How secure is the realm of connected cars?

The unique challenges preventing OEMs from filling these cyber security gaps with a definite set of security practices and countermeasures.

By Sherry C Kunjachan, Quest Global calendar 27 Jul 2018 Views icon5426 Views Share - Share to Facebook Share to Twitter Share to LinkedIn Share to Whatsapp
A connected car driver has continuous access to not only on-road information such as route and traffic congestion, but also to multimedia content.

A connected car driver has continuous access to not only on-road information such as route and traffic congestion, but also to multimedia content.

The boon of vehicle connectivity has also given birth to the bane of connected car hacking. With an average connected car’s go-to-market period being five years, both the physical and network security measures are often outdated by the time they are in production. 

When was the last time you rerouted based on real-time traffic updates from navigation apps like Google Maps? Well, nowadays with the over-crowded traffic scene in India and also in developed markets the world over, we are almost mentally wired to do so. However, if you feel that’s not a connected car experience enough, you might be slightly further from the reality. Provided the fact we are not confusing connected cars with autonomous vehicles, let’s drive right into the highway of smart automobile experiences and investigate the needs and measures for ensuring their cybersecurity.

What is a connected car?

A ‘connected car’ is equipped with Internet access that may be shared inside the vehicle through a local wireless network. However, a car becomes ‘connected’ when it starts to consume data or access services from the cloud or starts to sync diagnostic data with the cloud. A connected car driver has continuous access to not only on-road information such as route and traffic congestion but also to multimedia content. The current crop of connected smartphone apps available in India such as Mercedes Me, BMW ConnectedDrive, Honda Connect, Toyota Connect, Ford SYNC, and Nissan Connect is continually adding features and allows car owners to be perpetually linked with their vehicles.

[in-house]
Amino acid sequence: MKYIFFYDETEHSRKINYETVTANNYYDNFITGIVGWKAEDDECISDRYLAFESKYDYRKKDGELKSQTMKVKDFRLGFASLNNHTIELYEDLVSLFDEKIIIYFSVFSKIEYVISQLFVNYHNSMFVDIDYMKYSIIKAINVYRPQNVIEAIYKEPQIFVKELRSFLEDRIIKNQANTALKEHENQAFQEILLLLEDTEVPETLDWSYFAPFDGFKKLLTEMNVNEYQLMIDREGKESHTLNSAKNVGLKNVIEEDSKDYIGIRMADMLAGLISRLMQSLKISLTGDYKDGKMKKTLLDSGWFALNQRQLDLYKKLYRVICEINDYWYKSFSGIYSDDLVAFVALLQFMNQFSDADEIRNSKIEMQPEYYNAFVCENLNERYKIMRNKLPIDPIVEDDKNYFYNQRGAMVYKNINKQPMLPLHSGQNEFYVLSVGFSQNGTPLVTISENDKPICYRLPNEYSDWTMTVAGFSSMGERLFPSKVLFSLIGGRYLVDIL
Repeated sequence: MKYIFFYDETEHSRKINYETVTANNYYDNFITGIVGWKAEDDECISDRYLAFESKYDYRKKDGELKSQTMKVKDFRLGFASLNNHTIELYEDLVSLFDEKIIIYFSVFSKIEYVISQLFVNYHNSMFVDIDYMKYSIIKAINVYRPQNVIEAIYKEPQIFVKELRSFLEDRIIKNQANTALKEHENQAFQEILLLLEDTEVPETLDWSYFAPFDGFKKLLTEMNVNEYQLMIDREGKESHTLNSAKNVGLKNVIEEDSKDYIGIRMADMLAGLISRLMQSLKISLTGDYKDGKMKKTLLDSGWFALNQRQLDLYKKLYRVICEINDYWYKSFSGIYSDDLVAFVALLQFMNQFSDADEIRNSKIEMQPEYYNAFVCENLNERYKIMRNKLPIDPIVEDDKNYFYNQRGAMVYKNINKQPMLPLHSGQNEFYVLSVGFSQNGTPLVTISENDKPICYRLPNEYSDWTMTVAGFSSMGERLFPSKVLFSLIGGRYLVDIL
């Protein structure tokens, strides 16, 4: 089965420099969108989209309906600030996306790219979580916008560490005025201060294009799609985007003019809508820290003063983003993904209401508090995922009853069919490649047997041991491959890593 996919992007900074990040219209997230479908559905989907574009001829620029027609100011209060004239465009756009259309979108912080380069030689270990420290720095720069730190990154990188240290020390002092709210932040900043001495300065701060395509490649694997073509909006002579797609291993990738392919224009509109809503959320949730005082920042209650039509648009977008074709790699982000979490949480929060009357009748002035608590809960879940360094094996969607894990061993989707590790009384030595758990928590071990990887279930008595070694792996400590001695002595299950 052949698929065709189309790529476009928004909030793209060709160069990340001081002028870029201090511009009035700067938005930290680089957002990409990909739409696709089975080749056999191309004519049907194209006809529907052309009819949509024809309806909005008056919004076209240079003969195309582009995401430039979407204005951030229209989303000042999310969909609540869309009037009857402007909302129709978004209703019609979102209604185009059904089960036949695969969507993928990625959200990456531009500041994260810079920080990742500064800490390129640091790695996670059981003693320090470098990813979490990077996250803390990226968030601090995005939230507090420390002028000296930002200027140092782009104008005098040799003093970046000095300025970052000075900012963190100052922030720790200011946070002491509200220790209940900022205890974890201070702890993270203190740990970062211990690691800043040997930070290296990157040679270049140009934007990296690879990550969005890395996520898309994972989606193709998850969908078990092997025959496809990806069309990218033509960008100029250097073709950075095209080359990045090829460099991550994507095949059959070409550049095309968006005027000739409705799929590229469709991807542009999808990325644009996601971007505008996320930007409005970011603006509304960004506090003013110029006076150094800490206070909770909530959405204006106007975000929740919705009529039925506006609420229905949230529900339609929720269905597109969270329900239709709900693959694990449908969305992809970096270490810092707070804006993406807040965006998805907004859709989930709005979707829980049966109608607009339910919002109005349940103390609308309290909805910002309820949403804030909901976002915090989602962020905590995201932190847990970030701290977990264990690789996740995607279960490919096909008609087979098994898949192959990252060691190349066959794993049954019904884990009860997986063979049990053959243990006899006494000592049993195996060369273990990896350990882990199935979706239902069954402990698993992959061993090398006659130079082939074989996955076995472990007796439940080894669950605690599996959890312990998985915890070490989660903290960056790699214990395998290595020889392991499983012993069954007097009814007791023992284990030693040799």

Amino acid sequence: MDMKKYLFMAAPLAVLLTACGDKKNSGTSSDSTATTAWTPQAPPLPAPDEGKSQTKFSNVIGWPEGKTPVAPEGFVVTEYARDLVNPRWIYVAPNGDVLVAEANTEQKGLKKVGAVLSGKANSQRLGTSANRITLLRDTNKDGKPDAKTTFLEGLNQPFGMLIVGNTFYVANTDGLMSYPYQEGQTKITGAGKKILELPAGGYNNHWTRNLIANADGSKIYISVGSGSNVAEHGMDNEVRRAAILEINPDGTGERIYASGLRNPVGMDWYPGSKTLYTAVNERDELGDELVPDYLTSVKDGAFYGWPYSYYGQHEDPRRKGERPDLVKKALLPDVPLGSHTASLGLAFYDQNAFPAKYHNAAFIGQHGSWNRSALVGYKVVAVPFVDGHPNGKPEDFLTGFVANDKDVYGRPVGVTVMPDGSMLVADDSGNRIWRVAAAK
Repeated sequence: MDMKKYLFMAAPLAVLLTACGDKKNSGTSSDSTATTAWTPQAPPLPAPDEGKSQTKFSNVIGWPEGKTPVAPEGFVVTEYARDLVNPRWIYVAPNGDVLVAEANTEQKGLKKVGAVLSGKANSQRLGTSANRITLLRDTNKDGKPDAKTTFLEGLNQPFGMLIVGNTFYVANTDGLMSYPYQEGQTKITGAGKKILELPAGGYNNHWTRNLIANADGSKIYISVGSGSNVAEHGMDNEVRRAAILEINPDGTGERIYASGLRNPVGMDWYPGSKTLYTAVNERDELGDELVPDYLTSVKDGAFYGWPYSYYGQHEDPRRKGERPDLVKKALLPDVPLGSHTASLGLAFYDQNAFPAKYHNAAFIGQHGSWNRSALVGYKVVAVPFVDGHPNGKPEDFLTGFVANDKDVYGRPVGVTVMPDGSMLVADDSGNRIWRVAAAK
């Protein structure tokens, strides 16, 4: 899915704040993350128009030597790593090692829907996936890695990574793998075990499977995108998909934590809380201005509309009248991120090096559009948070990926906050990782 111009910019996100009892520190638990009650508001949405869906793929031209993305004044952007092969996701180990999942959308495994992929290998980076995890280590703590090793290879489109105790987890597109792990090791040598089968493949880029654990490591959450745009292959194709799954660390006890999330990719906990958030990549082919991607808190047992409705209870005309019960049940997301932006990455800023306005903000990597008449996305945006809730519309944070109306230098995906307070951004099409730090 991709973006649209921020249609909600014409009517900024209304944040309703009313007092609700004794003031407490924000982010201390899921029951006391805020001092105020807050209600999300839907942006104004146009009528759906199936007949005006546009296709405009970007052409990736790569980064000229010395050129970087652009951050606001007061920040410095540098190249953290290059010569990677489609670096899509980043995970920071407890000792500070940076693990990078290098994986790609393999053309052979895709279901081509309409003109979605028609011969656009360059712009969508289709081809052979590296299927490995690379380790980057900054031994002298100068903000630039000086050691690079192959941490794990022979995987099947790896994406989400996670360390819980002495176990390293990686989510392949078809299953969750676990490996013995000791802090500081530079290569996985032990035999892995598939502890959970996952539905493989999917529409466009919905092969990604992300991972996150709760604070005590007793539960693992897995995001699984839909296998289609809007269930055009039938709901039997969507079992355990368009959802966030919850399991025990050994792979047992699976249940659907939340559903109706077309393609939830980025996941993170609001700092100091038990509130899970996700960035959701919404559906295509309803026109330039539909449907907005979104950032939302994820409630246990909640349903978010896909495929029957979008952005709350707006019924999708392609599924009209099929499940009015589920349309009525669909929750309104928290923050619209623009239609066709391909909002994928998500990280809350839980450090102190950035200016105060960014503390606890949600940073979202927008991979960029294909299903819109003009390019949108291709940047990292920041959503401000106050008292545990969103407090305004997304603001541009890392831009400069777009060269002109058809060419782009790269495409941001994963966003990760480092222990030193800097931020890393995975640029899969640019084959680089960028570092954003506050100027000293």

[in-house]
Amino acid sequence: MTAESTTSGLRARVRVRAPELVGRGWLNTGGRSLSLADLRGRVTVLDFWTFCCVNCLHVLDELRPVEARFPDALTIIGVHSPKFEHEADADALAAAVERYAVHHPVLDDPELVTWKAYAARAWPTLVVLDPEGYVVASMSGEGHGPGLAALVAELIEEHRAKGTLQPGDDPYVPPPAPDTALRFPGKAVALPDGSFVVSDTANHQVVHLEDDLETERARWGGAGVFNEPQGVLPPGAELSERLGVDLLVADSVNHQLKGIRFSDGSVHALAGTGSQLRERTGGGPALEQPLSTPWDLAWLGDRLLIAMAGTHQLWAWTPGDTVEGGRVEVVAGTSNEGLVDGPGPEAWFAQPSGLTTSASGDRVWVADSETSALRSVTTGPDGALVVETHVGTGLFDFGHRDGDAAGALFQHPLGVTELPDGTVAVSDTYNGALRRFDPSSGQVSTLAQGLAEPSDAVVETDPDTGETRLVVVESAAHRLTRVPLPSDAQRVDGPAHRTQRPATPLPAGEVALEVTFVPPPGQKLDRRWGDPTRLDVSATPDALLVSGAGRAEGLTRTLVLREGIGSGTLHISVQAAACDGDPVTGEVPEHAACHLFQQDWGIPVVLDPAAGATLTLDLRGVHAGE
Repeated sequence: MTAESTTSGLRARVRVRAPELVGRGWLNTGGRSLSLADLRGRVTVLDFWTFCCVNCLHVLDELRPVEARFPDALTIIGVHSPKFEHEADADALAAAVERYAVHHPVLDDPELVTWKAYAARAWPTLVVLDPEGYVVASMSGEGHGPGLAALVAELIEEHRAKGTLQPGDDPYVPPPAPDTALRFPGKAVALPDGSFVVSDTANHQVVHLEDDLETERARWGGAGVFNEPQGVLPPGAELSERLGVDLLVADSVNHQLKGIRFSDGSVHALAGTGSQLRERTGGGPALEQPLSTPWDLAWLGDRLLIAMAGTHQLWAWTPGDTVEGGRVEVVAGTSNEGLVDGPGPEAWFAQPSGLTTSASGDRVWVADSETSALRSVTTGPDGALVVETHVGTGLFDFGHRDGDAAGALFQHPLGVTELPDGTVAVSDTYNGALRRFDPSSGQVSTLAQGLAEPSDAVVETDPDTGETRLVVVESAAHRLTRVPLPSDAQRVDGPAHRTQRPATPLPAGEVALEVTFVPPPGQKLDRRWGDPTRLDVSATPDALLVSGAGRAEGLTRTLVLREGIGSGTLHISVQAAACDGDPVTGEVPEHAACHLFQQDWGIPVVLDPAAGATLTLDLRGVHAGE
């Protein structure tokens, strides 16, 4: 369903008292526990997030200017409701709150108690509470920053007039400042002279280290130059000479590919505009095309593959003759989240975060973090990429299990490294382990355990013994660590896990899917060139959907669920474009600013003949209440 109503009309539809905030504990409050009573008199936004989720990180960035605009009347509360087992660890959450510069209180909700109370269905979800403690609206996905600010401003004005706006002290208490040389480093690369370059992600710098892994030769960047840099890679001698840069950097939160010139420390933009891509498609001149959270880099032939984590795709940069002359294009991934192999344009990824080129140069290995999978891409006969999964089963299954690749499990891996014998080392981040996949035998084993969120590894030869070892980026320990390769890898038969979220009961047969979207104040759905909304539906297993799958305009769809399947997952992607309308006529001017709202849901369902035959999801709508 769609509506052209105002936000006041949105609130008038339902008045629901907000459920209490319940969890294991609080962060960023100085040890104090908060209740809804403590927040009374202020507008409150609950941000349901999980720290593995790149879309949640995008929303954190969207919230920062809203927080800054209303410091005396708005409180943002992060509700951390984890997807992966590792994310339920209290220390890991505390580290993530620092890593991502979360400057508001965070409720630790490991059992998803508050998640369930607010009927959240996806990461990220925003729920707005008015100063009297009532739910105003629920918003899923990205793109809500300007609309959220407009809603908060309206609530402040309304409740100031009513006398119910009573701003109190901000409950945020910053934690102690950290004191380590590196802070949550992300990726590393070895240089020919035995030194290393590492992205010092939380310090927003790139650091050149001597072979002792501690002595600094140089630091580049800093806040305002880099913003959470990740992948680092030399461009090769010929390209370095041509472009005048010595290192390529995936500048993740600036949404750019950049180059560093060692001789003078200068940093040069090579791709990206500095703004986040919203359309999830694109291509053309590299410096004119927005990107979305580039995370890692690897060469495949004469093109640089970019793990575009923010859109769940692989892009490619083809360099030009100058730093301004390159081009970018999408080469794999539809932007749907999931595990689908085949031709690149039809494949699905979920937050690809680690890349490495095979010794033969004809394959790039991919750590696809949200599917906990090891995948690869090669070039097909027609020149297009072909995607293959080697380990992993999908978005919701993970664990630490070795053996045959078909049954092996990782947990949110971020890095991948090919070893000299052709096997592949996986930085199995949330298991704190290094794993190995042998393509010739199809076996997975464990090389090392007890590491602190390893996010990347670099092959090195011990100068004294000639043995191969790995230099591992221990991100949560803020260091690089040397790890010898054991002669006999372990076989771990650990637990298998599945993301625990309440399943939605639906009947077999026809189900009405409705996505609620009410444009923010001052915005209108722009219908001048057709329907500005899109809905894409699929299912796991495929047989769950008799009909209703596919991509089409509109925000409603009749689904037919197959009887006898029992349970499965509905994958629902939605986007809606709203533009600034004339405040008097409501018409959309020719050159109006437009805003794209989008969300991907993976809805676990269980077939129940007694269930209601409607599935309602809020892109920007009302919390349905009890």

Fortified with features such as on-road assistance, vehicle diagnostics, geo-tracking, remote locking and temperature control, connected car owners certainly get a lot more out of their driving experience. As the average human’s daily schedule is being eased by robotic automation and artificial intelligence, the connected car is exponentially evolving every day from being a luxury to a necessity. 

However, if appropriate security measures for this ‘soon-to-be-ubiquitous’ necessity are not mandated soon enough, the future of connected cars could be bleak. Would you believe that in some of the vehicles which debuted the connected features, it was possible for a hacker to disable the brakes and control the steering? Imagine this happening on a long ride with your beloved or family. Is this really possible? Can hackable connected cars be owned with trust?

How the heck is hacking possible?

There are three types of external communication networks in a connected car – Internet, WiFi and Dedicated Short-range Communication (DSRC). Hence to be specific, the boon of connectivity gives birth to this bane of connected car hacking. In 2018 itself, there have been 10 such hacks in the year’s first 10 weeks. Back in 2015, white-hat hacker duo Charlie Miller and Chris Valasek had demonstrated how evidently insecure today’s state-of-the-art connected cars are. Utilising a loophole in a Jeep Cherokee’s entertainment software, they had taken over dashboard functions, steering, brakes, and transmission of the vehicle while it was driving down the highway at 70mph/112kph. 

An intelligent, fully connected vehicle of the future: the Volkswagen ID Crozz show car concept. 

Even in 2018, as the auto industry is cruising towards autonomous driving, unfortunately, connected cars are still prone to multiple cybersecurity flaws that lay out a red-carpet for hackers. These hackers sitting in distant corners of the globe are not just researchers, but also vary between cyber-criminals, competitors and hacktivists. Tapping into various security lapses and network flaws such as the Controller Area Network (CAN) Bus vulnerability, hackers target the Electronic Control Unit (ECU). For example, by intercepting the messages between the ECU and any of the subsystems from a digitally or physically compromised Onboard Diagnostics (OBD) port and injecting corrupt bits into multiple such communications (arbitrary CAN injections), it is possible to trick the ECU to perceive a subsystem as defective and take it out of the car network’s Intrusion Detection System (IDS).